How can something be audible... that isn't?

Discussion in 'Audio Science' started by GoldilocksEars, Dec 28, 2019.


I tried comparing the files and they

  1. sound different to me.

  2. sound the same to me.

  1. GoldilocksEars

    GoldilocksEars Rando

    Dec 18, 2019
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    In the solar system
    TL;DR: With the foobar ABX plugin I can hear differences between files that should be inaudible - even below the threshold of hearing at times. Why isn't the difference masked by the much louder sounds or how is it possible to even perceive a difference between two files when the difference file itself is completely inaudible?

    I've been wondering about this since Marvey wrote on changstar that he could tell the difference between 20 and 16 bit files. I later did my own tests with a vinyl rip and at a normal volume level I was able to perceive a difference up to 20 bit aswell, maybe even 22 bit. This is with a very dynamic file at a level where the quantization noise should be just at or below the threshold of hearing.
    At another point in time I was trying to determine how much 2nd order distortion I could hear. When I still heard a difference at -100dB (despite not listening to sines at a level anywhere close to 100dB), I stopped the test thinking that I had gone mad. Still, it was repeatable, so I thought that this was somehow normal. Now I tried it again...

    With the volume level set so 0dBFS is 67dB at 500Hz with my HD800*, I think I can still tell the difference between the two files I posted in the 'How much distortion can you hear?' thread. I haven't tried lowering the volume level further, but it doesn't make any sense to me that they would sound different in the first place. At this level any distortion should be well below the threshold of hearing (even the distortion from the HD800).

    One file is 440Hz at -3dBFS, the other is the same 440Hz at -3dB with an added 880Hz tone at -103dBFS. I attached shortened versions of the same files so you don't have to create your own, but feel free to create your own files if you don't trust me.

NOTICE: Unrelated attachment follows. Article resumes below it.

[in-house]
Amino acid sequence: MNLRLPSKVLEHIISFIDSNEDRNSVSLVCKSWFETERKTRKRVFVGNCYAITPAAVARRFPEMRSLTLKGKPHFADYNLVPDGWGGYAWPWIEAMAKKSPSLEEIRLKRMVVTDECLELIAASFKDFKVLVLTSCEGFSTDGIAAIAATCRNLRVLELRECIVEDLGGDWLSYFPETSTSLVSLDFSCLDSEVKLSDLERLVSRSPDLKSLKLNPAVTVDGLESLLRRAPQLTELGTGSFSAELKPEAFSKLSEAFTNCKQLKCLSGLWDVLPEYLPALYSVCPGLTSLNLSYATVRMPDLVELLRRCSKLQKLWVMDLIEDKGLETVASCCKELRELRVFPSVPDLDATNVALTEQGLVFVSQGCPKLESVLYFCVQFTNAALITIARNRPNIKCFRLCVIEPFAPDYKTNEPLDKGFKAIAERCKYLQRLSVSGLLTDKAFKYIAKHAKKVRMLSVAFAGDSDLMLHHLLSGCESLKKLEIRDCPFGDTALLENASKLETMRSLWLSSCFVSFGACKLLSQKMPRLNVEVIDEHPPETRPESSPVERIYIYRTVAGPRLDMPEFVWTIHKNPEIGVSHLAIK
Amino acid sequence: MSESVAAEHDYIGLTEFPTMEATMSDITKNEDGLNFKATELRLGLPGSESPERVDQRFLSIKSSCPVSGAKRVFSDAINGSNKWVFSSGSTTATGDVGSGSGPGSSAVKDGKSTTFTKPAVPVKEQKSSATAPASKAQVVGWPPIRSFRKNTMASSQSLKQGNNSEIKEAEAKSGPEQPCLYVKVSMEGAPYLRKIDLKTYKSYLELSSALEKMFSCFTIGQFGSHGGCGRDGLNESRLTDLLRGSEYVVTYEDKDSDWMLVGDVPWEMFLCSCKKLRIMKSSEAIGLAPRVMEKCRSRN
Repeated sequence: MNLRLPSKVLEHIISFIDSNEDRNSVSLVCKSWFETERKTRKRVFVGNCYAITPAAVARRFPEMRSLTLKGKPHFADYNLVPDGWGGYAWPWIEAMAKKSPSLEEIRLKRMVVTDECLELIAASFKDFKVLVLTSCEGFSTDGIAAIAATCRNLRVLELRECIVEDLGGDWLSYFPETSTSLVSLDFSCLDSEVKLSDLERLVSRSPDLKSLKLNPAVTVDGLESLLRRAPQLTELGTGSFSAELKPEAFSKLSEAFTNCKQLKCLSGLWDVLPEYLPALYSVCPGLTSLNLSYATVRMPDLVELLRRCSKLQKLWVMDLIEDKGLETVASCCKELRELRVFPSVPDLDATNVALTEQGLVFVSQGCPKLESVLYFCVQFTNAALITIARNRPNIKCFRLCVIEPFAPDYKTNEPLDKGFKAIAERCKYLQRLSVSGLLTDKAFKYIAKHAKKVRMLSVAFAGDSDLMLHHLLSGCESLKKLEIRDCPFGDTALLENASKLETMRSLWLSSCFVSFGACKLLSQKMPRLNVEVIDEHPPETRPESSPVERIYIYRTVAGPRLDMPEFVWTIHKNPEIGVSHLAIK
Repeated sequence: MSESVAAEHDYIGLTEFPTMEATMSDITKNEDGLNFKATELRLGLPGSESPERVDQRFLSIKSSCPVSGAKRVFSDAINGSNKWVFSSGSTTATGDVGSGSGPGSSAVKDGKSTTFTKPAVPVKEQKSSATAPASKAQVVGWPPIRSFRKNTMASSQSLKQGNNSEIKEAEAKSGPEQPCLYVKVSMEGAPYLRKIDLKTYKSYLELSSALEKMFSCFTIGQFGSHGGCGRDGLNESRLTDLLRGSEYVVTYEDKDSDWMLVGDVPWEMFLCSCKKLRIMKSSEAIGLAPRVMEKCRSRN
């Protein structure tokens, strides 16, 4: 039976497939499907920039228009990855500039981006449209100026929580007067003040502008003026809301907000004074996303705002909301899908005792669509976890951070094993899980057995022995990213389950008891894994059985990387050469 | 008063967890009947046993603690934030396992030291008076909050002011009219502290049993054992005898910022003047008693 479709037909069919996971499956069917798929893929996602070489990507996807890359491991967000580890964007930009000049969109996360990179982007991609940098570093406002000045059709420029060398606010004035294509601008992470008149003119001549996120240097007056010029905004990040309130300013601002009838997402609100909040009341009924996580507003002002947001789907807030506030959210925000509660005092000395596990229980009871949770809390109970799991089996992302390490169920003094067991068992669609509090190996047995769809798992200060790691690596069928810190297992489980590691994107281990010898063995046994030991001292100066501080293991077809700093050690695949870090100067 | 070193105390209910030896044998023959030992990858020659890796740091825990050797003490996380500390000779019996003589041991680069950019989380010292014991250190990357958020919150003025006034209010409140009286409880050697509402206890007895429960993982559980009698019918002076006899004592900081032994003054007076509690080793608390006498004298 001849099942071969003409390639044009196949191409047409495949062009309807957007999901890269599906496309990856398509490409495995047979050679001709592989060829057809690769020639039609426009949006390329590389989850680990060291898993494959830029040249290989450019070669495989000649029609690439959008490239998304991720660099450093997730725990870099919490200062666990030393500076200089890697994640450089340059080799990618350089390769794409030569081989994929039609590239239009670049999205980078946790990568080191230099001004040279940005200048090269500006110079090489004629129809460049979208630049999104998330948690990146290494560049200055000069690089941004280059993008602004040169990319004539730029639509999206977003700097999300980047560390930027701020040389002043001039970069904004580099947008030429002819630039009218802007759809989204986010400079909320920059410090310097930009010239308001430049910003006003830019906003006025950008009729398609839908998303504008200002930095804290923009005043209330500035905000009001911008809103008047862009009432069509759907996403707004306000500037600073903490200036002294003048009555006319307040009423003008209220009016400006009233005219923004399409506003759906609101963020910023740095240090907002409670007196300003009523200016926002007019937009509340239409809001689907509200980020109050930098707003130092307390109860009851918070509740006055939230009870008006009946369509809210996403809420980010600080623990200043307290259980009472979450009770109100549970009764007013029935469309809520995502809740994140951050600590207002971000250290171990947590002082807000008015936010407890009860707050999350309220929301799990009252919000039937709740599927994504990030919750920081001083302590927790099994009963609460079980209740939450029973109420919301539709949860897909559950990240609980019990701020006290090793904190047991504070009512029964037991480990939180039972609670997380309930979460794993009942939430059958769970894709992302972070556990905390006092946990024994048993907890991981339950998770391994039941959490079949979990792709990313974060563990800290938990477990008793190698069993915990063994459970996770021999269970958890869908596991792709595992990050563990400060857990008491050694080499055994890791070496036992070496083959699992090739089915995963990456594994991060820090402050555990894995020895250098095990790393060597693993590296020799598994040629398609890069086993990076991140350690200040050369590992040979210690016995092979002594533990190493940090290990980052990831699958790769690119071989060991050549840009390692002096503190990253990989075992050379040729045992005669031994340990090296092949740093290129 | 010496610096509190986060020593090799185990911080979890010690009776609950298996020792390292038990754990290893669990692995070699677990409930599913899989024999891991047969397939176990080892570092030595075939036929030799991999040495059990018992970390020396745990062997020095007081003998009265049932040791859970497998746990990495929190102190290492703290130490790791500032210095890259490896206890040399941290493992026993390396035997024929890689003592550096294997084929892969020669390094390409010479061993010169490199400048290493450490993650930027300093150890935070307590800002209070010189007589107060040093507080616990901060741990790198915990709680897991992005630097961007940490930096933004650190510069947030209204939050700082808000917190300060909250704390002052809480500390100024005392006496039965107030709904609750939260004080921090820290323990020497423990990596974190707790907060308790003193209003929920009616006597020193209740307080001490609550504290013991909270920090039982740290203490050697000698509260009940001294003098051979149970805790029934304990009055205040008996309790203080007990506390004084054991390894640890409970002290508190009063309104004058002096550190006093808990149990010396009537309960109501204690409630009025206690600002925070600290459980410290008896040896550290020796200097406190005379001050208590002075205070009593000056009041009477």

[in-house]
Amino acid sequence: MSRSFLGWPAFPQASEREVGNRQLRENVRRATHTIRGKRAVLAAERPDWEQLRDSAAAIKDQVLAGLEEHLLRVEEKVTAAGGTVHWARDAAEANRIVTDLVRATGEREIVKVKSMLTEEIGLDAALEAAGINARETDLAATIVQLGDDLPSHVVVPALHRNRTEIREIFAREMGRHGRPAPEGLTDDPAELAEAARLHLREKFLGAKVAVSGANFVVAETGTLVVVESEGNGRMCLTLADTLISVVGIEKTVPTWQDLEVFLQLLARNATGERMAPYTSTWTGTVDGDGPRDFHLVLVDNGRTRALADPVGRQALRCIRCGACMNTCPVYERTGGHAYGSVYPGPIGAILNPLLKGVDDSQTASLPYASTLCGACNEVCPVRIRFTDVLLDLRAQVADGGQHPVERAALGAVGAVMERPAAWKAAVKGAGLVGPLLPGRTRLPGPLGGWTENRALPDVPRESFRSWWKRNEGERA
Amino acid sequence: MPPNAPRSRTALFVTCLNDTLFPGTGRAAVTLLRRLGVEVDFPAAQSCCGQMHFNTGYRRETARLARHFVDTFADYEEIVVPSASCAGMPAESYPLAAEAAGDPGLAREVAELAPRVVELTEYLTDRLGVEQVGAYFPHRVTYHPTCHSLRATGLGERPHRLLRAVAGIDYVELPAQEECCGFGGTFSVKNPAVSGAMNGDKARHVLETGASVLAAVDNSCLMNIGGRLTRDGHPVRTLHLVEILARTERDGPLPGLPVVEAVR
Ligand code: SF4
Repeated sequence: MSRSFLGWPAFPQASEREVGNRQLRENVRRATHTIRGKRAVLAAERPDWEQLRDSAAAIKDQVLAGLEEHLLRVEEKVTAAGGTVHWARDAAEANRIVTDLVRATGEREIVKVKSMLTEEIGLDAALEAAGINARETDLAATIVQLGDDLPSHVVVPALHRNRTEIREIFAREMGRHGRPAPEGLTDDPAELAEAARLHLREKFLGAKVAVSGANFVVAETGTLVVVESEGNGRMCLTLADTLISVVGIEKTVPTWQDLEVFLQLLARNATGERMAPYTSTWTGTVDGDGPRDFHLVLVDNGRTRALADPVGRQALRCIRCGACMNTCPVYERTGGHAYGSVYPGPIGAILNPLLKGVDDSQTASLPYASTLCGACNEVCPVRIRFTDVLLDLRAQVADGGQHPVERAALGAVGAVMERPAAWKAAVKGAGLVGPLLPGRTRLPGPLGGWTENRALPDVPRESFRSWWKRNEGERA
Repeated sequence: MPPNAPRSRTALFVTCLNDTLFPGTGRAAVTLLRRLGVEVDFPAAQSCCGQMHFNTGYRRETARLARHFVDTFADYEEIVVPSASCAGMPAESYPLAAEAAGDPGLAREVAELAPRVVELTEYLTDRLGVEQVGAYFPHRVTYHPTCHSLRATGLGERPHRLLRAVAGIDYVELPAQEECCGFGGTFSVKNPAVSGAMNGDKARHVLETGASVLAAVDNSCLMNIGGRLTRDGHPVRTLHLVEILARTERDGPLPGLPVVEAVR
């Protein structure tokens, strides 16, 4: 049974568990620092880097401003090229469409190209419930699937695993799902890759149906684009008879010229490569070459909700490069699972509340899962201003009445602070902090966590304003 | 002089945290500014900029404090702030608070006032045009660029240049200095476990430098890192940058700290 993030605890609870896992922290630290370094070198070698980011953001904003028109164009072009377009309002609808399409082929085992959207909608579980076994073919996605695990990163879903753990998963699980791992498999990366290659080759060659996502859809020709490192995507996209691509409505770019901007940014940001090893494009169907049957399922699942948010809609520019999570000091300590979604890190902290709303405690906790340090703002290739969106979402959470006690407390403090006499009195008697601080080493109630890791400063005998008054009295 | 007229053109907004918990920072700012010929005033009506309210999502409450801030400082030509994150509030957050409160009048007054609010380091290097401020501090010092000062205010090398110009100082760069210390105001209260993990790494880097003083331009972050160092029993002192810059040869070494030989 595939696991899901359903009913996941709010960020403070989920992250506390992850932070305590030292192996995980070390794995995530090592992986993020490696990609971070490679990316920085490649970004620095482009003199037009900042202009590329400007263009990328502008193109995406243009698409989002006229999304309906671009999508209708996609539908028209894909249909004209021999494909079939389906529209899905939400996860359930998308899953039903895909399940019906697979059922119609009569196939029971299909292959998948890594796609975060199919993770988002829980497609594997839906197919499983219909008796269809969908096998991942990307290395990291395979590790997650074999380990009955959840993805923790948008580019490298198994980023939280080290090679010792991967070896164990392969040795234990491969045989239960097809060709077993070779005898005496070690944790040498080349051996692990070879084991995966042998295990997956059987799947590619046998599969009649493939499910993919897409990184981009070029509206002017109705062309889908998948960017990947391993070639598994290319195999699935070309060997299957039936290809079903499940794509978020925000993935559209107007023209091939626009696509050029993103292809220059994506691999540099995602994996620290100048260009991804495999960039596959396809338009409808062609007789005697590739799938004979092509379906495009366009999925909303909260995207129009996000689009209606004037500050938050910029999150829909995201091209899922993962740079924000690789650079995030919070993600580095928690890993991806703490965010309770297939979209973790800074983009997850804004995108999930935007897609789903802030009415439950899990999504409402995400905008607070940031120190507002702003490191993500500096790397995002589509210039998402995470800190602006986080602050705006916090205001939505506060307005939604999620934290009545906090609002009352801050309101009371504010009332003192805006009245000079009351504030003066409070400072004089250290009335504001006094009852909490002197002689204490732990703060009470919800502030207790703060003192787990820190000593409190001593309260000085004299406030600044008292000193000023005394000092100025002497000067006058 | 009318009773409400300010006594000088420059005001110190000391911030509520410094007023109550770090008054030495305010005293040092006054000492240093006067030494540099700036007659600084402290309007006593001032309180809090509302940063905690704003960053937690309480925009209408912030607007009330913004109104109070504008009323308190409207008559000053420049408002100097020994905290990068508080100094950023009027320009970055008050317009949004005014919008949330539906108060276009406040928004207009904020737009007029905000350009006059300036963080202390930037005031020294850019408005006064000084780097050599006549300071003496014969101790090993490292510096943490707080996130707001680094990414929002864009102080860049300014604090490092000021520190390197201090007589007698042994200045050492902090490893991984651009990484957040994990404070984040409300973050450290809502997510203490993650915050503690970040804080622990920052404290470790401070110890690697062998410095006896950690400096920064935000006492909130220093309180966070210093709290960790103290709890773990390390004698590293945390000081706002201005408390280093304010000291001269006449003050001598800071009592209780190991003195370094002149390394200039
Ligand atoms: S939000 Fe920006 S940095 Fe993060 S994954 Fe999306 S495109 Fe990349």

I measured the output from my HD800 and my 2i2 (without HD800 load) and all the harmonics should be well below the threshold of hearing, let alone ambient here now that it has started to drizzle. How does it work that I can hear a difference?
    One sounds higher pitched to me and I don't have absolute pitch by any means. At the moment I really do find it hard to believe that other people can't hear a difference between the two files, but I still don't get why they would sound different.

    I used the foobar ABX comparator plugin to try to eliminate placebo, but even then it's possible it's all placebo. I tried to measure the distortion at that level, but couldn't.**

    *As measured with a microphone at my ear canal opening. This was simply the level I had it set to for threshold tests earlier.
    **Distortion at 64dB/440Hz should be much less than 96dB/1000Hz, which I measured at -83dB. So even assuming it's -83dB relative to 64dB it should still be at -19dB - way below even the threshold of hearing.

    I uploaded the ouput of the Scarlett 2i2 G3 measured by the UR22C to imgur, since it was too big to attach directly. With the HD800 as a load the distortion will likely be a bit higher, but it shouldn't make a big difference here. File here:

    I can't seem to attach the files, so I uploaded them to my dropbox. At higher levels (70-80 dB) it's really not hard to tell them apart. I got a 10/12 in a quick blind test I did. Just takes some concentration and I get distracted easily, that's all. I added my blind test results FWIW.
    Same link as before:

    Some of my ideas on why this is possible:
    • I've read that the ear is sensitive to absolute polarity. The 2nd order distortion will add some asymmetry here, maybe this has an effect? Still, the difference is 100dB down.
    • It's easiest for me to hear the difference when trying to ignore the louder tone, focusing on what's past it. I can hear/feel the acoustic reflex kicking in and it seems to do so in a slightly different way for the two tones. But why would it be different?
    • Maybe the 440Hz tone gets amplitude modulated by the 880Hz tone in a certain way. But again, the difference is 100dB down. A fly farting two rooms over will be louder than the 880Hz tone.
    • Maybe it's not related to the auditory system at all? I really have no idea.

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